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Human sexuality

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This period causing affected individuals to experience physical and psychological symptoms including low sex drive and erectile dysfunction, lack of energy, loss of body hair, depression and mood changes, decreased bone density resulting to osteoporosis, reduction of lean body mass and muscle mass strength, and escalation of fat around internal organs. Other studies also reveal the association of andropause with Alzheimer’s disease (Brawer 10). In addition, age is a strong factor in the occurrence of this illness. Reports show that men aged 40 to 49 years have a maximum of 5% chance in getting andropause, men aged 50 to 59 has a wide range of 6% to 40% chance, those between 60 and 69 years are likely to have one at 45% probability, while those under 70 to 79 years of age have 70% chance to have it.

Ultimately, 90% of men who live over 80 years old suffer from andropause. Consequently, workplace environment may encourage the onset of premature andropause brought by exposure to estrogen through excessive female hormone stimulation particularly in plastics and pharmaceutical factories, workplace near incinerators, and farms that use pesticides (Brawer 9). However, it is essential to contemplate that the symptoms of andropause may affect men in different ways and in varying degrees.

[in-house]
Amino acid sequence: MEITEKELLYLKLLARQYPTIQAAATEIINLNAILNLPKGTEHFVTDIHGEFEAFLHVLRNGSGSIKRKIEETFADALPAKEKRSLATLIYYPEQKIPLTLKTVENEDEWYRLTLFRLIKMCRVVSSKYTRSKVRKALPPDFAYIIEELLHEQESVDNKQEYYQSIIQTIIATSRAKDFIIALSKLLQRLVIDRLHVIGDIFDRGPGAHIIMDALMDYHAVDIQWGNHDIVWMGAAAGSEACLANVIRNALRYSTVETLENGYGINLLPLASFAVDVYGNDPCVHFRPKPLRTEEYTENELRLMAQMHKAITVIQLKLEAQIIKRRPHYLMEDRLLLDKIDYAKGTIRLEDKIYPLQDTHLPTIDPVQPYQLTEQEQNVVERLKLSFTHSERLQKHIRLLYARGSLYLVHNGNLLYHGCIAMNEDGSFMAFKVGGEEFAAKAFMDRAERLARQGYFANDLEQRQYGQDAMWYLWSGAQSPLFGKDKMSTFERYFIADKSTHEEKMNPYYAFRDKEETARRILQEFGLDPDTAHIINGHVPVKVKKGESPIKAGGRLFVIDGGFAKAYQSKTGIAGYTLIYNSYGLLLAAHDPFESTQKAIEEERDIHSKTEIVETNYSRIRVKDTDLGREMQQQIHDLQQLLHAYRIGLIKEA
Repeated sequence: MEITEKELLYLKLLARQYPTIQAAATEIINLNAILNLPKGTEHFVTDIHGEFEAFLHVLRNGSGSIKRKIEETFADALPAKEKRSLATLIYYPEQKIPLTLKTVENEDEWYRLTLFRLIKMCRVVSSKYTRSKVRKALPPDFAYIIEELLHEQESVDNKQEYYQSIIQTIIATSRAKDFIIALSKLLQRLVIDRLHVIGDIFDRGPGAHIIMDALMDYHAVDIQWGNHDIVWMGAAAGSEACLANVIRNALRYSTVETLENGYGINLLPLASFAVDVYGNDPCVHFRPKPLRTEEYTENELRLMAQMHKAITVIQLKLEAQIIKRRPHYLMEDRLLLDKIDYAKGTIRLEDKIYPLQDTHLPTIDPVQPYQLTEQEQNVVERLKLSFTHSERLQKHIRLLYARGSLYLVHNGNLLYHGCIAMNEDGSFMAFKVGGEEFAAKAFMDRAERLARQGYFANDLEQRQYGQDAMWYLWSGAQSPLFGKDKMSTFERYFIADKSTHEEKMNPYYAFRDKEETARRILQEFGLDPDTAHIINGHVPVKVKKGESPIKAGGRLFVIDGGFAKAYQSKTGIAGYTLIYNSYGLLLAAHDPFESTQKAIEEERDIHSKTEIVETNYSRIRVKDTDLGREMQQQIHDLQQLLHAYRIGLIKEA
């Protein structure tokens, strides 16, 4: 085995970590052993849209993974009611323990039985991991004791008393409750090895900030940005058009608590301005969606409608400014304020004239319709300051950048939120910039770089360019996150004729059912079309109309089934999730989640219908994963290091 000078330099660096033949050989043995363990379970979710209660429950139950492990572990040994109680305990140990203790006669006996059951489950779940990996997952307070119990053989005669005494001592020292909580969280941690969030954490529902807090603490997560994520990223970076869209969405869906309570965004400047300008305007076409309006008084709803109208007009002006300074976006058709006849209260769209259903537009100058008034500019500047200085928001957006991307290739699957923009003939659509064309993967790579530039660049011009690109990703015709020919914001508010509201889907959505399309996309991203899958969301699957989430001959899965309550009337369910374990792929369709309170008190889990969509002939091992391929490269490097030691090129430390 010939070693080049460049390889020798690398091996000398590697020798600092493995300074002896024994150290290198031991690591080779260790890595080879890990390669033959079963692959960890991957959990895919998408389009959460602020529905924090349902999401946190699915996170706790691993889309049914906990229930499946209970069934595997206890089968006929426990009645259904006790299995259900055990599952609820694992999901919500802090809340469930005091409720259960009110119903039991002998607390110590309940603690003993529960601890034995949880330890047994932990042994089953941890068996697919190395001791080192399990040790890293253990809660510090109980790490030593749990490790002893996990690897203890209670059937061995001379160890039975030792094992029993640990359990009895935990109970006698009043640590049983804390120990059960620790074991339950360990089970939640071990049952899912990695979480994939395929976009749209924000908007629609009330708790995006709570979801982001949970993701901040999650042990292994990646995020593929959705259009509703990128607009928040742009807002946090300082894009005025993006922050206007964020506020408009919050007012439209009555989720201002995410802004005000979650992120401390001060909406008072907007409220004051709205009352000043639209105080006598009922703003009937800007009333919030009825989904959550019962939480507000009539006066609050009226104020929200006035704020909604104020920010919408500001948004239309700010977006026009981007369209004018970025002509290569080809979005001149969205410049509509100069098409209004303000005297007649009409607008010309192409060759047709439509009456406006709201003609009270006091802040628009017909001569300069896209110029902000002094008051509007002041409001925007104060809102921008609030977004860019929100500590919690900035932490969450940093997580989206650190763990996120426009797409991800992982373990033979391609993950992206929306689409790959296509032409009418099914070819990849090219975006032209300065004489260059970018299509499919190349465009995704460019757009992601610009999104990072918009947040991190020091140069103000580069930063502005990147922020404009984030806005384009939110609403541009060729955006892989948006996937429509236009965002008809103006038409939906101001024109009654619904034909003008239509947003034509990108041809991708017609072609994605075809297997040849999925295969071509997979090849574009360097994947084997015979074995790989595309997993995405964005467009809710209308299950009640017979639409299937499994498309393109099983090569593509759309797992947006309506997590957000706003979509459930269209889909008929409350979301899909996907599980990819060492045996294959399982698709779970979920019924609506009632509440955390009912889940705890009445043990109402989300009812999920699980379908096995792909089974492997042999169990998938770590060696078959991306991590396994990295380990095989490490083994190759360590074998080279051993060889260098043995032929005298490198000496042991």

Most importantly, not all middle-aged to elderly males experience this stage in their sexual life and if they do, it is in gradual manner unlike the abrupt changes that menopause brings to women. To determine the nature of the symptoms, doctors take blood tests from patients and check for testosterone levels using the analog free testosterone method (Vermeulen 7). The causes of andropause are comprised not only by the decrease in testosterone but with the increase of the sex hormone binding globulin (SHBG) levels as well.

SHBG binds some available testosterone available in the blood. As SHBG increases, more testosterone are pulled out of the blood which results to the reduction of bioavailable testosterone or the available amount of testosterone available for use by the body. Despite these observations, one cannot rule out the possibility of other diseases that may cause the symptoms since the age factor in males increases the bodys susceptibility to infection and stress.

For instance, erectile dysfunction may be an effect of vascular or neurogenic disorders. Other conditions that may influence and modify testosterone levels in diseases and lifestyle include acute

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